The State Board of Education will take a final vote on Thursday on its plan for evaluating North Carolina public schools, a requirement of the Every Student Succeeds Act. The document must include grading formulas that tell parents and the federal government how well each school is educating its students.
Compliance with the new national education law is necessary for North Carolina to receive federal school funding, which makes up 11 percent of the state’s education budget. The Every Student Succeeds Act was passed in 2015 with largely bipartisan support, and replaces the much-maligned No Child Left Behind Act.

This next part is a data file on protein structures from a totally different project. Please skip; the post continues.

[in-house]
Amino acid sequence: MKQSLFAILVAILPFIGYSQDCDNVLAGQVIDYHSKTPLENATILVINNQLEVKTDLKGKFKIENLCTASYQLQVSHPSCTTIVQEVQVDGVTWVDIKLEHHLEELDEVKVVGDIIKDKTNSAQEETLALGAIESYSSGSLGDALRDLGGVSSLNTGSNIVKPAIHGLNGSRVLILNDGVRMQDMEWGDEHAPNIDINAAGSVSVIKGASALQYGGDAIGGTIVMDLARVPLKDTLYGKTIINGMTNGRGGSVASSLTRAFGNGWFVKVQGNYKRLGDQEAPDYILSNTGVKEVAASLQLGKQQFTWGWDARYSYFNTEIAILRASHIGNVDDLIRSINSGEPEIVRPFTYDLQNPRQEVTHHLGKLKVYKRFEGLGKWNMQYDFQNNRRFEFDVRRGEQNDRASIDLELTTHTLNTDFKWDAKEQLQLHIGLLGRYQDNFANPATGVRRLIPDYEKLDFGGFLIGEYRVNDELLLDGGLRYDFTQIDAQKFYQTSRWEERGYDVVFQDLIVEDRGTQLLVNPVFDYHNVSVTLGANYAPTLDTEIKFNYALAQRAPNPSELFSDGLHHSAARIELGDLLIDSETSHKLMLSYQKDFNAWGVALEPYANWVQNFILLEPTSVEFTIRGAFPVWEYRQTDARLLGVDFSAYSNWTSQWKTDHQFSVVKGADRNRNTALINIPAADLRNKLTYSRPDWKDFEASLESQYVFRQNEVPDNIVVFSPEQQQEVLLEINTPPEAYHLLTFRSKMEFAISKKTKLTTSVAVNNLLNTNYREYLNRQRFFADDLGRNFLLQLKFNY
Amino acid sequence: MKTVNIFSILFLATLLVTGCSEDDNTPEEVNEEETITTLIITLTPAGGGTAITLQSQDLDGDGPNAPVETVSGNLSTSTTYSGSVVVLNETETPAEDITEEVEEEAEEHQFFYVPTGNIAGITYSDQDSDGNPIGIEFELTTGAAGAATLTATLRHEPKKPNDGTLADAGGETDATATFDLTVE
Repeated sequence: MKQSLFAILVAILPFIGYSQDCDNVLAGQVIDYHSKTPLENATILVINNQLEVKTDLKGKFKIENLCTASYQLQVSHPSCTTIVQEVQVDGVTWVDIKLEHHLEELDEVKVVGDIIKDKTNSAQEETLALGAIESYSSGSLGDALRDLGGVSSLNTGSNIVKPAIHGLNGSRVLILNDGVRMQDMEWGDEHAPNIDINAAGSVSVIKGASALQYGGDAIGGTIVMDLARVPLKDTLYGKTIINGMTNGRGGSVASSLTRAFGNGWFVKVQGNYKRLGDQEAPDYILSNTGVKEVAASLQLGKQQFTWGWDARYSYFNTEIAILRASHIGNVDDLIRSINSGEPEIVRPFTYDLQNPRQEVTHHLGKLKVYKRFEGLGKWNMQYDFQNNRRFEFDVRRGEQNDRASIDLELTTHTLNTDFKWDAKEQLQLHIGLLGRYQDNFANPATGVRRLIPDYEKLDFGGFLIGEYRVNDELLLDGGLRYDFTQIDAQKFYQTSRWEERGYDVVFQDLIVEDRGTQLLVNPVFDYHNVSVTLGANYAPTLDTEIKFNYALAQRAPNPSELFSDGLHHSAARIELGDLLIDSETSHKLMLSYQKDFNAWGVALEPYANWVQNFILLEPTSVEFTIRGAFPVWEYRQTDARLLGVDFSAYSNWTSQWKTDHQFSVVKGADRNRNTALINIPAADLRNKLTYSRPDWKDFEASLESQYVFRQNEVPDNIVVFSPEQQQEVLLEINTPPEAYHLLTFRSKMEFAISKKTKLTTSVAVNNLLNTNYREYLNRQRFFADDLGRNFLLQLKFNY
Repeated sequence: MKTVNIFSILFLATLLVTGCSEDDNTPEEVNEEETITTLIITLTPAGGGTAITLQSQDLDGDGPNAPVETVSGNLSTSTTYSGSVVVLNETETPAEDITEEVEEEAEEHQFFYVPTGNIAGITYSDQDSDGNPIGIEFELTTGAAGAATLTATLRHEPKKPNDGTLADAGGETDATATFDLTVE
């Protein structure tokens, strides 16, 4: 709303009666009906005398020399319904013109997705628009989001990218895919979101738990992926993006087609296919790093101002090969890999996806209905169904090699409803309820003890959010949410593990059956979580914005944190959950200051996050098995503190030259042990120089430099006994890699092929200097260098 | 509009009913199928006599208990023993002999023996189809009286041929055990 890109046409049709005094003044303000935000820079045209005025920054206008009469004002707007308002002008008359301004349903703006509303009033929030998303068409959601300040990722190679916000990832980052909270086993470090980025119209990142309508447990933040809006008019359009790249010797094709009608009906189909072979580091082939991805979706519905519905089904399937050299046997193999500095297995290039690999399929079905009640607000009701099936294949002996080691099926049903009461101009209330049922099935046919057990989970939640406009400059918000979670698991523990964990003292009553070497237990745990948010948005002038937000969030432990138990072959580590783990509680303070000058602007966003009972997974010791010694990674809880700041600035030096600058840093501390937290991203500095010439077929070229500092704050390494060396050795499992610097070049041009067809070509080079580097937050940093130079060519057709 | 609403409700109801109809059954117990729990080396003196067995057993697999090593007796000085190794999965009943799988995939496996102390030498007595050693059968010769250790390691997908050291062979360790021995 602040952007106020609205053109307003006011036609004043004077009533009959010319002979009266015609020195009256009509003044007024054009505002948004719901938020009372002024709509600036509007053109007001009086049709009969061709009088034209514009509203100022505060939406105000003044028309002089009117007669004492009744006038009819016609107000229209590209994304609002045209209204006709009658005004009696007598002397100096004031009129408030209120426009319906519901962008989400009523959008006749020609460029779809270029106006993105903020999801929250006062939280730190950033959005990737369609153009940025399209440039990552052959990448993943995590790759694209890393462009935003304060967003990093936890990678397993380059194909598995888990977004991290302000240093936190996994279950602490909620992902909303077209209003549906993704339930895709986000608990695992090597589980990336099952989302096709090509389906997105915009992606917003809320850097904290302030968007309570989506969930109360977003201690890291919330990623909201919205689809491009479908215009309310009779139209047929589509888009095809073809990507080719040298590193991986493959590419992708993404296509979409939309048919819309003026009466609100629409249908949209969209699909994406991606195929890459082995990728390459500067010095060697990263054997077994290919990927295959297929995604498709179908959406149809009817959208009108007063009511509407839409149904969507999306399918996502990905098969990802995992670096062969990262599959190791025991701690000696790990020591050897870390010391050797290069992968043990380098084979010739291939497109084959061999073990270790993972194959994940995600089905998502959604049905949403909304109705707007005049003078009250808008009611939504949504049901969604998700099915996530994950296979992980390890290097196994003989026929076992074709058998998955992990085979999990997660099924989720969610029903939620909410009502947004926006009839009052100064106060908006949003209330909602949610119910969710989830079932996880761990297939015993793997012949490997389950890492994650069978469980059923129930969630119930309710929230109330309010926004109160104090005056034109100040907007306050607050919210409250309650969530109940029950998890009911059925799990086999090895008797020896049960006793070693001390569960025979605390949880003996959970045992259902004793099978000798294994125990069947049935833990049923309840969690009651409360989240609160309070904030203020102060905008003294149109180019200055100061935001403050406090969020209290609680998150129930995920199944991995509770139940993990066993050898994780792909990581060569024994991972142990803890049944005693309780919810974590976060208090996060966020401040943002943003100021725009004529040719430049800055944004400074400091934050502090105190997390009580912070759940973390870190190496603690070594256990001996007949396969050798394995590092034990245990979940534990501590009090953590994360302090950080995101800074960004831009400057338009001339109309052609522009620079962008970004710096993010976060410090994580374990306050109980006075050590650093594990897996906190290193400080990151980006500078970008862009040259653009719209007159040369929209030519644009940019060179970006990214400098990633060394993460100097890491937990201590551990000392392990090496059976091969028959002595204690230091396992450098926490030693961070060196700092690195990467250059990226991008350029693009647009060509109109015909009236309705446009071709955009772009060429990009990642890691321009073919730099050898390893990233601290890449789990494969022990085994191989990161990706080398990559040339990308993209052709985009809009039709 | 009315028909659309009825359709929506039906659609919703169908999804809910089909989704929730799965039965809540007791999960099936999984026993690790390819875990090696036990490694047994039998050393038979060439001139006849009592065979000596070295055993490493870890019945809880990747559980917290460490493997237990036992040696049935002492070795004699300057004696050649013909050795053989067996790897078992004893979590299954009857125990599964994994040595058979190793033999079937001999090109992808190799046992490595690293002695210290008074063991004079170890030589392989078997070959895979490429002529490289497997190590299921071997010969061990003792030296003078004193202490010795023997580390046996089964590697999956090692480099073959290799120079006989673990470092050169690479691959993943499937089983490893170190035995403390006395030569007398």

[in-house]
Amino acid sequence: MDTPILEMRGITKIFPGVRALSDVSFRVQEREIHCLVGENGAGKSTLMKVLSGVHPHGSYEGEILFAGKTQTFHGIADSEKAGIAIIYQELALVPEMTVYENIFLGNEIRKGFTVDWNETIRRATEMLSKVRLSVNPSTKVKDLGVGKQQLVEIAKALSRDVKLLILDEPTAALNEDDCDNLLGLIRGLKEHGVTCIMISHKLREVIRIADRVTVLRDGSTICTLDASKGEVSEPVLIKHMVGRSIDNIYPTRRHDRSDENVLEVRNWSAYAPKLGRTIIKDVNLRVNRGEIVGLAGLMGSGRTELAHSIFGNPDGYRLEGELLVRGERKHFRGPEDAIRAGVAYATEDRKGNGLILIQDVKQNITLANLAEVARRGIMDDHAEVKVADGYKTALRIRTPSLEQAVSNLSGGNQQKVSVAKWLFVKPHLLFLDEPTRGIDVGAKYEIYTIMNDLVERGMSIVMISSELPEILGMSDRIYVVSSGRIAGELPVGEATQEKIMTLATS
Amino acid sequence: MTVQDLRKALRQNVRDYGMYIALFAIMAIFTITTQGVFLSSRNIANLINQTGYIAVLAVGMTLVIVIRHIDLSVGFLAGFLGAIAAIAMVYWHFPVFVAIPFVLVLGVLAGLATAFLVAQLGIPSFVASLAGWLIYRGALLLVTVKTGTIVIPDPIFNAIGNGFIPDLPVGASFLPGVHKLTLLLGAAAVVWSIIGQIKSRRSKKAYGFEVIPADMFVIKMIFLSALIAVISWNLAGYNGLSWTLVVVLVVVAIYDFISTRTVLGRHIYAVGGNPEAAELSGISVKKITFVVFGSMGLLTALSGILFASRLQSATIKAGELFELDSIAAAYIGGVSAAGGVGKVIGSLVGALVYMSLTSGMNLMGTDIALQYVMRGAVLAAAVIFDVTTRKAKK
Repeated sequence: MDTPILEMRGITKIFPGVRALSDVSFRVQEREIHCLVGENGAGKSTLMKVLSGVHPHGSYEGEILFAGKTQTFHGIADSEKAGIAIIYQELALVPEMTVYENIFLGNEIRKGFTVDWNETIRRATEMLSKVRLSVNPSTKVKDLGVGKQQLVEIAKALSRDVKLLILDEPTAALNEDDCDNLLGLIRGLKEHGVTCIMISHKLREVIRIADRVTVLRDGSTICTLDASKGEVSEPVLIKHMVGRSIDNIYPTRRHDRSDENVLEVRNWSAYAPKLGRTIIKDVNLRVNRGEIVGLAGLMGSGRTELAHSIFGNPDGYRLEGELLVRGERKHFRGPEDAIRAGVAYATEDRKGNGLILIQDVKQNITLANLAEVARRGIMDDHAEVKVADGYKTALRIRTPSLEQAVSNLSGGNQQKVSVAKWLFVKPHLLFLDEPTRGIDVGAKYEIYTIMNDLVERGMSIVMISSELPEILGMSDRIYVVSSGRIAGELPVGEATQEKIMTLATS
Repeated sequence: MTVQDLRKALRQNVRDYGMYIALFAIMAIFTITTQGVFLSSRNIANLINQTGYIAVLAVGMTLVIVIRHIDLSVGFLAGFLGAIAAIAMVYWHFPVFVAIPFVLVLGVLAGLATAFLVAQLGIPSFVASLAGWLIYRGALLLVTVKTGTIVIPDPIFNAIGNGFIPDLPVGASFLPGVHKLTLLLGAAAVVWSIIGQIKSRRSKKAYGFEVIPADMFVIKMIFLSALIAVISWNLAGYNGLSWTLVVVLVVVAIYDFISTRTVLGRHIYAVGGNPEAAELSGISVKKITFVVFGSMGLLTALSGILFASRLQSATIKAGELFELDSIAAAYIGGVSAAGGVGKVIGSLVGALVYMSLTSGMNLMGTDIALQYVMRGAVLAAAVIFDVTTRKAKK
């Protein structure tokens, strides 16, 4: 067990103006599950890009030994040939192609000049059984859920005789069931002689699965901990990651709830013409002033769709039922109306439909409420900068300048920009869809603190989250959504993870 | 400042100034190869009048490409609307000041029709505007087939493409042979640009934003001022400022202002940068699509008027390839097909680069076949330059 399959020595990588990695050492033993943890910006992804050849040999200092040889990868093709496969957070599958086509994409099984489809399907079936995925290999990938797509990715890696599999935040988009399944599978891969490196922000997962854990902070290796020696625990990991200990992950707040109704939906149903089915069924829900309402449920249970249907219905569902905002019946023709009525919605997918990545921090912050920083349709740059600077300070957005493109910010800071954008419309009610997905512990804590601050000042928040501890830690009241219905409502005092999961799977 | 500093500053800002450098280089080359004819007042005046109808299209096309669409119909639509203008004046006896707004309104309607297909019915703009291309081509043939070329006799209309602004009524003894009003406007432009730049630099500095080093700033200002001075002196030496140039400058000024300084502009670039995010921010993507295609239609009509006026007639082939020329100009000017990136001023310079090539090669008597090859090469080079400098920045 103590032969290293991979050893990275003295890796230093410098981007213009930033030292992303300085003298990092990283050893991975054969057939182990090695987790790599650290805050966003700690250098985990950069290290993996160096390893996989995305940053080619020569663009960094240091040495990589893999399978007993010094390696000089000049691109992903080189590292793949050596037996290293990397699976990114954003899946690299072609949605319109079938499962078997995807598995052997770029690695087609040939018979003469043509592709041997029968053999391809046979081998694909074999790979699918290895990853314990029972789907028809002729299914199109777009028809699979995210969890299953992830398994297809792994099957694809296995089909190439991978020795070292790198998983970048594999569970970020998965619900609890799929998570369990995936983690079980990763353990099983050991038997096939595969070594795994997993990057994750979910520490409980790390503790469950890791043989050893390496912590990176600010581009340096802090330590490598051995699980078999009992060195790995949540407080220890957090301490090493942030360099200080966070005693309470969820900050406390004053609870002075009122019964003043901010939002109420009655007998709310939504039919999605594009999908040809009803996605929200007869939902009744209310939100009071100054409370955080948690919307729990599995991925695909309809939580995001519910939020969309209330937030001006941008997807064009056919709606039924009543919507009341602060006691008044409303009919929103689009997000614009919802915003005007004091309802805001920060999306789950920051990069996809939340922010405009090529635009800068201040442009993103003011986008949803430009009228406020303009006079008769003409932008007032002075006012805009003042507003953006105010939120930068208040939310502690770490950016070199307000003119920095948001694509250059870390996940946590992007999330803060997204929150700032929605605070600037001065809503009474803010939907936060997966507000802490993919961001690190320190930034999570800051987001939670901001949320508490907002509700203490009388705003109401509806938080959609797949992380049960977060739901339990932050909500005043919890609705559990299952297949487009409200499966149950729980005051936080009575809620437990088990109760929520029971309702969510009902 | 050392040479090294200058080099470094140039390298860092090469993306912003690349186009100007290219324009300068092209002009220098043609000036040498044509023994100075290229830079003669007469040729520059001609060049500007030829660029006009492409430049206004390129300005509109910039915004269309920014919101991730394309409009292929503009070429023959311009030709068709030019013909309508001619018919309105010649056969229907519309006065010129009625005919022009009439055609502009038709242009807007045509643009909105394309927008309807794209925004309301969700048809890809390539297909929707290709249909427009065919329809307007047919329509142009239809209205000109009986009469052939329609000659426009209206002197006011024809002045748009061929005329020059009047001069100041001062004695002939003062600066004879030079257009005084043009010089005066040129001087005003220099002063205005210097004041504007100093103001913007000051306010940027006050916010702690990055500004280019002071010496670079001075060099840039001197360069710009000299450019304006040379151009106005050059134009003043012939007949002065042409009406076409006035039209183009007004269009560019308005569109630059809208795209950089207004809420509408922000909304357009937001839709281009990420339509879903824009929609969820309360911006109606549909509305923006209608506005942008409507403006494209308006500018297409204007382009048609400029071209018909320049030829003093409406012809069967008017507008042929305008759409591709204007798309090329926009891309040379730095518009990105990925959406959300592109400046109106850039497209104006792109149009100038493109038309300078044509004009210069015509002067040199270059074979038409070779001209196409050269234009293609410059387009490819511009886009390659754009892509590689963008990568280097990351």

The new law no longer ties teacher evaluations to student test scores, and shifts much of the responsibility of holding schools accountable to state education agencies. It also requires states to add a measure of "school quality" that is intended to look beyond test scores.
Several states have chosen to monitor chronic absenteeism or attendance rates. North Carolina's Department of Instruction plans to measure improvement in student scores, as it has in the past. But it may add a non-academic indicator like school climate to future state evaluations.
Another new requirement of the federal law is that state education agencies separately factor in the scores of English Language Learners. North Carolina has one of the largest immigrant student populations in the country.
The state's school accountability plan is due to the federal education department by Sept. 18. Once approved, the Department of Public Instruction must immediately start putting it into place.